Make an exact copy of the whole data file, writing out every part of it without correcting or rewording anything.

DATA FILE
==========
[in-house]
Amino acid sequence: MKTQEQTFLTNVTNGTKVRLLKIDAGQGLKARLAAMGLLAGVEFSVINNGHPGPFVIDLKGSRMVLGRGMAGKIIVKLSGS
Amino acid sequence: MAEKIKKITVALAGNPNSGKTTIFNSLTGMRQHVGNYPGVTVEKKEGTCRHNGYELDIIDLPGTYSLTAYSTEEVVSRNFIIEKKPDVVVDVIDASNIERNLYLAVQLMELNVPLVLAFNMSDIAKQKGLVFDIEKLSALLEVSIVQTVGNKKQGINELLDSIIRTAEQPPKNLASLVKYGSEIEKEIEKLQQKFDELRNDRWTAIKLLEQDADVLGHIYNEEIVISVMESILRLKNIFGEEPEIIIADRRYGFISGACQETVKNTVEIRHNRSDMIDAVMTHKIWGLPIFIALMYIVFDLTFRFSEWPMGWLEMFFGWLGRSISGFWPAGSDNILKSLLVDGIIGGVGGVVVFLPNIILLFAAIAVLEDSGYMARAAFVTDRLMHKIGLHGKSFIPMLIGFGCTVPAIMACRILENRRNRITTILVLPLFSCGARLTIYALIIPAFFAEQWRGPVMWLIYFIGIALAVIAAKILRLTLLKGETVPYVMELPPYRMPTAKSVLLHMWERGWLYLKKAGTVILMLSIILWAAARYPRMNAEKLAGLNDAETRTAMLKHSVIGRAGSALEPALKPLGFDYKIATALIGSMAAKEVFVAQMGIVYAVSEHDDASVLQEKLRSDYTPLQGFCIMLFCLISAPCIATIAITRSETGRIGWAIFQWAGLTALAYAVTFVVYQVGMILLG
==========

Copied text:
[in-house]
Amino acid sequence: MKTQEQTFLTNVTNGTKVRLLKIDAGQGLKARLAAMGLLAGVEFSVINNGHPGPFVIDLKGSRMVLGRGMAGKIIVKLSGS
Amino acid sequence: MAEKIKKITVALAGNPNSGKTTIFNSLTGMRQHVGNYPGVTVEKKEGTCRHNGYELDIIDLPGTYSLTAYSTEEVVSRNFIIEKKPDVVVDVIDASNIERNLYLAVQLMELNVPLVLAFNMSDIAKQKGLVFDIEKLSALLEVSIVQTVGNKKQGINELLDSIIRTAEQPPKNLASLVKYGSEIEKEIEKLQQKFDELRNDRWTAIKLLEQDADVLGHIYNEEIVISVMESILRLKNIFGEEPEIIIADRRYGFISGACQETVKNTVEIRHNRSDMIDAVMTHKIWGLPIFIALMYIVFDLTFRFSEWPMGWLEMFFGWLGRSISGFWPAGSDNILKSLLVDGIIGGVGGVVVFLPNIILLFAAIAVLEDSGYMARAAFVTDRLMHKIGLHGKSFIPMLIGFGCTVPAIMACRILENRRNRITTILVLPLFSCGARLTIYALIIPAFFAEQWRGPVMWLIYFIGIALAVIAAKILRLTLLKGETVPYVMELPPYRMPTAKSVLLHMWERGWLYLKKAGTVILMLSIILWAAARYPRMNAEKLAGLNDAETRTAMLKHSVIGRAGSALEPALKPLGFDYKIATALIGSMAAKEVFVAQMGIVYAVSEHDDASVLQEKLRSDYTPLQGFCIMLFCLISAPCIATIAITRSETGRIGWAIFQWAGLTALAYAVTFVVYQVGMILLG